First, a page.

The sounds of zydeco are catchy, instantly danceable, and tell stories of a culture that long ago adopted southern Louisiana as its American foothold. For a great many of the music-loving populace of the Kansas City area, the most consistent exposure to the music of New Orleans can be found Friday and Saturday nights on KCUR’s The Fish Fry. The diverse musical tablet of KC doesn’t include very many practitioners of the Cajun soundtrack; Louisiana Grammy-Award winner Chubby Carrier plays at Knucklehead’s so frequently, he may have been given honorary citizenship status here. There is one gentleman, however, who strives to share the sounds of the Crescent City with his fellow Kansas Citians: Ernest James, leader of Ernest James Zydeco, who is releasing the band’s third CD, 3 Steps from La La.

The Ernest James Zydeco version of Cajun music relies less on the flamboyant showmanship of such legends of the form as Clifton Chenier and Buckwheat Zydeco, and more on the roots-and-folk-music influence of the hill country. This approach seems better suited for a Midwesterner’s touch, as James and his band incorporate jazz and blues in this festive mix. The result may be a little more contemporary than one would expect to hear on Bourbon Street, but it’s no less faithful to the genre.
 
3 Steps From La La kicks off with “Shake It Sugaree,” the kind of song one would expect to hear walking into the door of a jumpin’ and jivin’ fais do-do; no dance floor would be left unattended with the sounds of Ernest James Zydeco pouring through the speakers. The traditional jump-shuffle of the accordion leads a band with a solid rhythm and brass section (featuring über-musician Mike Stover on bass, banjo, and slide guitar), as James beseeches the listener to get their dancing shoes on (“all that I want / all that I need / shake it right now, sugaree”), and anyone with a pulse would have no choice but to comply. “Lookin” and “Whoa Sally” will keep the party movin’ and groovin’, and when it’s time to put a slowdown on things, James follows with “Supposed To Do,” a grimy blues burner that tells of one’s decision to put their needs ahead of another’s (“I know what you want from me / but this ol’ boy’s gotta be free”). The rest of the album spotlights the diversity and variety of music that James and his band are capable of: a straight-up Howlin’ Wolf-inspired blues (“Zydeco Mother’s Day”), music of lament and longing (“Man Across the Street”), zydeco-meets-The-Wilders (“Pearlie Pearl”, with the fiddle and vocal stylings of the indomitable and inimitable Betse Ellis), and the closer, the gospel standard “Glory Glory,” which James retooled a bit to reflect his own views. “I had to rearrange the lyrics to be comfortable singing them,” he said. “I’m not a Bible thumper; they’re kind of a ‘I don’t know where I’m going ... if there’s a God, have some mercy!’ kind of message.”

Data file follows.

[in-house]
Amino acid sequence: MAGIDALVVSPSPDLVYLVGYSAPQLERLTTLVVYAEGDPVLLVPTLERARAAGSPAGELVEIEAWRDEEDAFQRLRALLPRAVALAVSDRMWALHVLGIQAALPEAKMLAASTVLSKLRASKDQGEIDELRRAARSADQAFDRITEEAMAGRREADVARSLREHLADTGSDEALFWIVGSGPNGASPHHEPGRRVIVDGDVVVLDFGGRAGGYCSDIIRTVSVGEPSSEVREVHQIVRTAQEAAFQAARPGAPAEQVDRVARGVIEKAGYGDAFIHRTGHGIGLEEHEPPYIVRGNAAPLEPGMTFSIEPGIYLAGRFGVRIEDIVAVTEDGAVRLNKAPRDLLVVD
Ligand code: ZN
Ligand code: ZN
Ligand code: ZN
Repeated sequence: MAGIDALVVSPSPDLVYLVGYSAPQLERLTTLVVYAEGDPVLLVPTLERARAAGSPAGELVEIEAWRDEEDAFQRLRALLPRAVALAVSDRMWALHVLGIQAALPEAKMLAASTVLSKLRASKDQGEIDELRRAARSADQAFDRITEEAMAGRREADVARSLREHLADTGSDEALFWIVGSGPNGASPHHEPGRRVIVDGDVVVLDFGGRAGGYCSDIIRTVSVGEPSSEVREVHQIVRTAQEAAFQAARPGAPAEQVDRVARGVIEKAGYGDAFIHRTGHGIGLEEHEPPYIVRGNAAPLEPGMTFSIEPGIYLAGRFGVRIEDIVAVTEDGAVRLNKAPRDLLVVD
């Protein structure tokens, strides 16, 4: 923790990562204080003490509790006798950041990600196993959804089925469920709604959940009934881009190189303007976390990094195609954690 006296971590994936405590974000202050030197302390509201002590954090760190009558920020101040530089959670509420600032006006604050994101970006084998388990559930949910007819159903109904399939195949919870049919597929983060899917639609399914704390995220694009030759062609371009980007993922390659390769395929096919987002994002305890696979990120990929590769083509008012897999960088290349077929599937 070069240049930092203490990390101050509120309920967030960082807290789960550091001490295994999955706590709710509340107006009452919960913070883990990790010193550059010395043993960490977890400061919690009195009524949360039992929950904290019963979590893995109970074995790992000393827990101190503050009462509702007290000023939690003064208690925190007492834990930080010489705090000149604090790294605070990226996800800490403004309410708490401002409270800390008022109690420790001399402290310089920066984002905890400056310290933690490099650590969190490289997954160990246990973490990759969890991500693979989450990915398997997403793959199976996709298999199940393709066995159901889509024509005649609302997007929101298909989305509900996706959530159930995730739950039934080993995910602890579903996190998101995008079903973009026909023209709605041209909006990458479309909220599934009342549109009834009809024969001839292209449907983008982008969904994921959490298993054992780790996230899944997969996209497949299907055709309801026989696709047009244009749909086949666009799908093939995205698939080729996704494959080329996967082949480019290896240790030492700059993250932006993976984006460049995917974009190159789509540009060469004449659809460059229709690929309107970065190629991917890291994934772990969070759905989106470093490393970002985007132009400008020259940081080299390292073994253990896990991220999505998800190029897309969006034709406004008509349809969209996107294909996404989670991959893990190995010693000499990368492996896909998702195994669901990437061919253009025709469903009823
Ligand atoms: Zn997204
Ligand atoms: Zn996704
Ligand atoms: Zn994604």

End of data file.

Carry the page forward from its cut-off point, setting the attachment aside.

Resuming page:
Whether there’s a message contained within the music of 3 Steps from La La is up to the listener. If so, it’s being delivered by a tight, authentic, fervent group of musicians led by a man who has been sharing the joyful noise of the Big Easy for years. Ernest James Zydeco delivers on their new CD, and they have a history of bringing it home during their live performances as well, whether they be in a quiet bookstore or a raucous club. Lovers of well-crafted and no-pretense music of any style or genre would do well to add this to their audio libraries.
 
As Ernest James might reply, “Yeah, you right!”
 
Ernest James and his band will be releasing 3 Steps From La La tomorrow, November 30, with a show at B.B.'s Lawnside BBQ. Join them for a fun evening; they will be performing the album in its entirety.
 
 
--Michael Byars
 
After much soul-searching and contemplation, Michael Byars has decided not to run for office in 2016. If there had been any money left from his SuperPAC, he would have given it all to the Midwest Music Foundation—but there was only enough to buy a candy bar, so there you go.